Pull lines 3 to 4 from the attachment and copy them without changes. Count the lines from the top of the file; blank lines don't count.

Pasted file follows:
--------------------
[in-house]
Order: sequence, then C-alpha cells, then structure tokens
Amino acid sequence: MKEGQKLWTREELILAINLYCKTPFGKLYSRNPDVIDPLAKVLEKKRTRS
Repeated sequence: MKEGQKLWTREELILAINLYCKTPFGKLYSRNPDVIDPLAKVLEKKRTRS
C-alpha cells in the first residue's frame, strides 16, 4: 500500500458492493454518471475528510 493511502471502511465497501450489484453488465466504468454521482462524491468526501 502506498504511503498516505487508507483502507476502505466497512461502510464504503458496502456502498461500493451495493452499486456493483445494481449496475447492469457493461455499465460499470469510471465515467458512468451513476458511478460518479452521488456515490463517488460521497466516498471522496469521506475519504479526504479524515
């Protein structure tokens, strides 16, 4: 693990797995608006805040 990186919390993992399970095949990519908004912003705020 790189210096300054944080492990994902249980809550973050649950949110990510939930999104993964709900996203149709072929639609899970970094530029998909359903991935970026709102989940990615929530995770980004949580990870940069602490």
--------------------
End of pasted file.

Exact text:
Amino acid sequence: MKEGQKLWTREELILAINLYCKTPFGKLYSRNPDVIDPLAKVLEKKRTRS
Repeated sequence: MKEGQKLWTREELILAINLYCKTPFGKLYSRNPDVIDPLAKVLEKKRTRS